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Why does my 2002 Ford Falcon idle irregularly and have a delayed throttle response?

Answered by CarsGuide 6 Apr 2021

An engine that runs well when cold but misfires when It’s warmed up is often a victim of poor air-fuel mixture. That can be caused by an air-leak (such as the intake manifold gasket you’ve already changed) a crack in any of the intake plumbing, faulty fuel injectors, a worn fuel pump, a corrupted ECU (computer), blocked fuel line or about a thousand other things.

But in this case, knowing the Ford AU Falcon’s engine, I’d be taking a close look at the ignition system, specifically the coil pack. These have been known to fail regularly, often displaying their problems including a rough idle, once the engine has warmed up; precisely the symptoms you’ve noted. That said, rather than rush out and buy a new coil pack, have the vehicle scanned electronically to rule out any other potential source for the problem.

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What oil can I use instead of Ford Engine Oil?

Answered by CarsGuide 9 Dec 2020

You need to keep using an oil that is compatible with LPG as this fuel places different stresses on the lubricating oil compared with an engine burning petrol or diesel. Provided you stick with the correct grade and API rating and choose a known brand (not the Brand-X supermarket stuff) you should be fine. Don’t forget to change the filter every time you change the oil.

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What is causing my 2001 Ford AU Falcon ute to miss?

Answered by CarsGuide 11 Sep 2020

A miss is fairly common on these engines and is usually tracked back to either a dud spark-plug or a crook ignition lead. If you’ve already changed the plugs, I’d suggest checking the ignition leads for excessive resistance. The other major source of misses in these engines is usually a fault with the coil-packs. Swapping these for another set is a pretty easy way to check whether they’re the culprits. Don’t forget, however, that a miss can also be fuel or mechanical-related, but experience with these engines shows that the ignition system is often the cause.

According to government websites, the 2001 Falcon six-cylinder can, indeed, use E10 fuel. You may find, however, that you use a little more E10 over 100km than normal unleaded, so the savings at the pump might not be as marked as they seem on paper.

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Ford Falcon 2003: Leaking coolant and replacing remote locking

Answered by CarsGuide 18 Apr 2020

If you can’t see coolant on the ground where the car has been parked, you need to start a more thorough investigation. Your car is now 17 years old, so every hose, clip, clamp and junction that carries coolant is a prime suspect to be the cause.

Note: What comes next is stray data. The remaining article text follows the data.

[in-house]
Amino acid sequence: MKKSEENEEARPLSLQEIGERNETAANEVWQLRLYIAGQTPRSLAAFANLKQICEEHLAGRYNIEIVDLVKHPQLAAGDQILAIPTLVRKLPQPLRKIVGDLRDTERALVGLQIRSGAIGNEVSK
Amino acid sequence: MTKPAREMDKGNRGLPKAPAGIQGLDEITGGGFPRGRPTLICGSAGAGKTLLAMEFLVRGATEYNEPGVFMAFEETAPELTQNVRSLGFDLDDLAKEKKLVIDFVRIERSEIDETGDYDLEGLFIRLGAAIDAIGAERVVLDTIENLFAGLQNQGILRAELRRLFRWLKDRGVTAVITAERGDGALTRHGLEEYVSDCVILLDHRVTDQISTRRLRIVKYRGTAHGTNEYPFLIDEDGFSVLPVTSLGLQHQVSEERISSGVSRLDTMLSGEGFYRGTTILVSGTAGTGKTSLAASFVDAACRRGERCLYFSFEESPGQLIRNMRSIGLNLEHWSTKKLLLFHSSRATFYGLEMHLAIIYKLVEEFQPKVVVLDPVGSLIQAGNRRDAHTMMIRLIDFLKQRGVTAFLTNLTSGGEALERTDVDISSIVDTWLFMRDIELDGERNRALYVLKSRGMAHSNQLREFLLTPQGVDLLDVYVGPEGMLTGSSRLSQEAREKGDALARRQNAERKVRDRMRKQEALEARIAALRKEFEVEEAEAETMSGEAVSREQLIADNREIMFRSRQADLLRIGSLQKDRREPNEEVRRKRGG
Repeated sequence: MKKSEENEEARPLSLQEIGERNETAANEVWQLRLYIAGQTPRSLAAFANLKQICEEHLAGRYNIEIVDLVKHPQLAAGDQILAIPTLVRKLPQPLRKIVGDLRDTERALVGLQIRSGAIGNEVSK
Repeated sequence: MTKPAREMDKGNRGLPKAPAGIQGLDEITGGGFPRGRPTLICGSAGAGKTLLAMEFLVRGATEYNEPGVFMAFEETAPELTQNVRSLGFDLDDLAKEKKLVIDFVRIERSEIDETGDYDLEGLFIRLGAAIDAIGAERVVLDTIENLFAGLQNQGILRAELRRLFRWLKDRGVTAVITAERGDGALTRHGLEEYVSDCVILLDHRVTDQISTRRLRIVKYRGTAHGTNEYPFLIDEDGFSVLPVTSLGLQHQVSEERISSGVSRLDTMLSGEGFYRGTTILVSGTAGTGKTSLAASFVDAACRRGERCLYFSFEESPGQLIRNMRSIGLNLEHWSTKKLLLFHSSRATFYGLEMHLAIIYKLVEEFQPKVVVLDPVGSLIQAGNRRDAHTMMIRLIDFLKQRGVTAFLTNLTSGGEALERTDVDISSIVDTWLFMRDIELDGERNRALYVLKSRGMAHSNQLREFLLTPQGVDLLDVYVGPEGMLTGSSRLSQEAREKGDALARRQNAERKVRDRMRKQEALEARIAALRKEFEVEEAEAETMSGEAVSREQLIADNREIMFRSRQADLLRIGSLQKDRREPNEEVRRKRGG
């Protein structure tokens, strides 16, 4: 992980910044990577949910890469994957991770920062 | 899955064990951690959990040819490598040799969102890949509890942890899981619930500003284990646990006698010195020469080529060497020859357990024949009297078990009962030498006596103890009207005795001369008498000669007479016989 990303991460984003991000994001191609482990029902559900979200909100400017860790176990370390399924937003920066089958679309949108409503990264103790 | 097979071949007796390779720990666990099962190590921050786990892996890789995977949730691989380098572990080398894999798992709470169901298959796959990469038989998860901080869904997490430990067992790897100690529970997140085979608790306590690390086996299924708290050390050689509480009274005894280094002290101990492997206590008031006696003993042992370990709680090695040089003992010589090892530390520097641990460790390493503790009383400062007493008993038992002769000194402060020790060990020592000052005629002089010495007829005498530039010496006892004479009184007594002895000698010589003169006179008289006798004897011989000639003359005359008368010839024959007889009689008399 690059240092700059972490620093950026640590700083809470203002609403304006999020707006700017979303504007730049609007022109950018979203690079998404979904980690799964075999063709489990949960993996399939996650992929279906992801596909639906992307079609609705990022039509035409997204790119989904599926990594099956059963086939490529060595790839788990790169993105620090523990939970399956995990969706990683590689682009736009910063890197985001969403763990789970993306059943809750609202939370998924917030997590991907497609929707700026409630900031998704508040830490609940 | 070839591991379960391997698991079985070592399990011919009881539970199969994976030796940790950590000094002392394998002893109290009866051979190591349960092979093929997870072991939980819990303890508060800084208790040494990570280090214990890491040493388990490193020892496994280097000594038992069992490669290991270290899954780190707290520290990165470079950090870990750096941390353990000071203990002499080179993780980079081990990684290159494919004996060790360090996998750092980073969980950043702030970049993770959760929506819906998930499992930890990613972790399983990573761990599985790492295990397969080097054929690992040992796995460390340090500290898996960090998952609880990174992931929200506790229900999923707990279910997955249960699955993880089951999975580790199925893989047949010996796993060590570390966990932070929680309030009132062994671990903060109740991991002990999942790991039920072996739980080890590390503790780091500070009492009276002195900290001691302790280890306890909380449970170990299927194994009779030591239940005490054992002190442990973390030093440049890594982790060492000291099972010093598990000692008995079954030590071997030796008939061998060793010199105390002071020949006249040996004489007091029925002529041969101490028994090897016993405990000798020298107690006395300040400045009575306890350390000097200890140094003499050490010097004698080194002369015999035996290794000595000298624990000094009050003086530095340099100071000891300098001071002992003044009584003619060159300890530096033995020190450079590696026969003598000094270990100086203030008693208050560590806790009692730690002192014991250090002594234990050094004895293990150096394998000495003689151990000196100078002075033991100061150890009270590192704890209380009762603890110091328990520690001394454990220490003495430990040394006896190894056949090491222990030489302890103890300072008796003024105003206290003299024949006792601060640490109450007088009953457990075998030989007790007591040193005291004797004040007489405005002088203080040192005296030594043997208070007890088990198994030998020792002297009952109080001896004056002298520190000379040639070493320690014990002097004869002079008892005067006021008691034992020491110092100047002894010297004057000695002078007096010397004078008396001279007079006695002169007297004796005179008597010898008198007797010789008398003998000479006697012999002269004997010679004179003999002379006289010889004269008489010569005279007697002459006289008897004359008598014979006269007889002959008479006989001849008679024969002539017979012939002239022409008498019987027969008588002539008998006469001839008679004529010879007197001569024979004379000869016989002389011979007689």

The lack of any evidence could mean that the coolant is only disappearing when the engine is running and/or the engine is hot and the coolant is under pressure. So a close check of things with the car up to temperature and idling is a good start. Don’t forget, though, that a running engine has all sorts of belts and fans to get tangled in, and that the coolant – if it is spraying out anywhere – will be scalding hot.

The other possibility is something to which Falcons of this era are a bit prone. And that’s a faulty transmission cooler which can fail internally and allow the coolant to escape into the automatic gearbox. At that point, the transmission is usually damaged to the point of needing replacement, so it’s a big deal, but it could explain the mystery disappearance of your coolant.

As for the central locking, these functions are handled by the car’s body computer. Again, it’s common with this model Falcon for the computer to start playing up and require replacement. But before you do that, check that the battery in the remote unit hasn’t gone flat. If it’s not that, a trip to an auto electrician is the wise move. But if both the body computer and the transmission need replacing, you might just find that the repairs will cost more than the value of the car itself.

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Ford Falcon 2002: Why does the engine keep cutting out?

Answered by CarsGuide 1 Feb 2020

Computer-controlled engines like the one in your Falcon, Tony, require a range of sensors to provide the information to the computer to allow the engine to run properly. If just one of those sensors sneezes, the engine can shut down without warning.

As well as a throttle-position sensor, there are also camshaft-angle, crank-angle, air temperature, coolant temperature, oxygen sensors and more. So the best advice is not to start replacing the sensors one by one, but to have the computer interrogated electronically. The computer will be logging problems as they happen and should be able to tell you exactly which sensor is nodding off intermittently. A Ford dealership along with many independent workshops will have the computer-scan gear to do this. It will save you time and money in the long run.

For what it’s worth, since the car cuts out completely, my hunch would be the crank-angle sensor is overheating. So, if you want to persist with a home diagnosis, try this: Carry a bottle of cold water in the car. Then, the next time the engine cuts out, pour the cold water over the crank-angle sensor. If the car suddenly restarts, you’ve found your problem.

But to be honest, you could also be looking at a dud fuel pump, a blocked fuel filter and literally a hundred other possibilities.

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Ford Falcon: Can I use premium unleaded fuel?

Answered by CarsGuide 29 Nov 2019

No, using premium unleaded won’t cause any engine running problems, if anything it would improve the running.